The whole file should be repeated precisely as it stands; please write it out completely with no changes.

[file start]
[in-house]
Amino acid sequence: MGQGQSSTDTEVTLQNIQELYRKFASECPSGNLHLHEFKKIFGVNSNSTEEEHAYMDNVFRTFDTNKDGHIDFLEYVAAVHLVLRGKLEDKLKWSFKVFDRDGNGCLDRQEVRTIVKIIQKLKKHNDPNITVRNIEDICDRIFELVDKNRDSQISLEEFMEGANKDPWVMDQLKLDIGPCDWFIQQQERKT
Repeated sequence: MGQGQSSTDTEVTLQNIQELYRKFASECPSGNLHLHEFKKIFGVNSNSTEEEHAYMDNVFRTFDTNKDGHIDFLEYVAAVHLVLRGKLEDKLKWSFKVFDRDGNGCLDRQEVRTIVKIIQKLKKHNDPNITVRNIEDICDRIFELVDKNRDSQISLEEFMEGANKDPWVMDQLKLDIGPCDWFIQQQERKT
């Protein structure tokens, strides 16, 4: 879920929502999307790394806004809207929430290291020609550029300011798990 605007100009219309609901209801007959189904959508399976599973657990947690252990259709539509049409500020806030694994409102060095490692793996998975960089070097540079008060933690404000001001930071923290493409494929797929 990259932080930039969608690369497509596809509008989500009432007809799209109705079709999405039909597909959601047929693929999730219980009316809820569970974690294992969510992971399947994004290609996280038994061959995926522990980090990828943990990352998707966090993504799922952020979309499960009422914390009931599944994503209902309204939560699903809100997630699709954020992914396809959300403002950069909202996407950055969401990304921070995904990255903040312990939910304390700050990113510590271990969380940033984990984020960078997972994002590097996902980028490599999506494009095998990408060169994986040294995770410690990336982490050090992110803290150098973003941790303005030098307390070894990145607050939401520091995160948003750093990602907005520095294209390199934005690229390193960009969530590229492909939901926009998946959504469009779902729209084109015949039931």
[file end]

[in-house]
Amino acid sequence: MGQGQSSTDTEVTLQNIQELYRKFASECPSGNLHLHEFKKIFGVNSNSTEEEHAYMDNVFRTFDTNKDGHIDFLEYVAAVHLVLRGKLEDKLKWSFKVFDRDGNGCLDRQEVRTIVKIIQKLKKHNDPNITVRNIEDICDRIFELVDKNRDSQISLEEFMEGANKDPWVMDQLKLDIGPCDWFIQQQERKT
Repeated sequence: MGQGQSSTDTEVTLQNIQELYRKFASECPSGNLHLHEFKKIFGVNSNSTEEEHAYMDNVFRTFDTNKDGHIDFLEYVAAVHLVLRGKLEDKLKWSFKVFDRDGNGCLDRQEVRTIVKIIQKLKKHNDPNITVRNIEDICDRIFELVDKNRDSQISLEEFMEGANKDPWVMDQLKLDIGPCDWFIQQQERKT
């Protein structure tokens, strides 16, 4: 879920929502999307790394806004809207929430290291020609550029300011798990 605007100009219309609901209801007959189904959508399976599973657990947690252990259709539509049409500020806030694994409102060095490692793996998975960089070097540079008060933690404000001001930071923290493409494929797929 990259932080930039969608690369497509596809509008989500009432007809799209109705079709999405039909597909959601047929693929999730219980009316809820569970974690294992969510992971399947994004290609996280038994061959995926522990980090990828943990990352998707966090993504799922952020979309499960009422914390009931599944994503209902309204939560699903809100997630699709954020992914396809959300403002950069909202996407950055969401990304921070995904990255903040312990939910304390700050990113510590271990969380940033984990984020960078997972994002590097996902980028490599999506494009095998990408060169994986040294995770410690990336982490050090992110803290150098973003941790303005030098307390070894990145607050939401520091995160948003750093990602907005520095294209390199934005690229390193960009969530590229492909939901926009998946959504469009779902729209084109015949039931």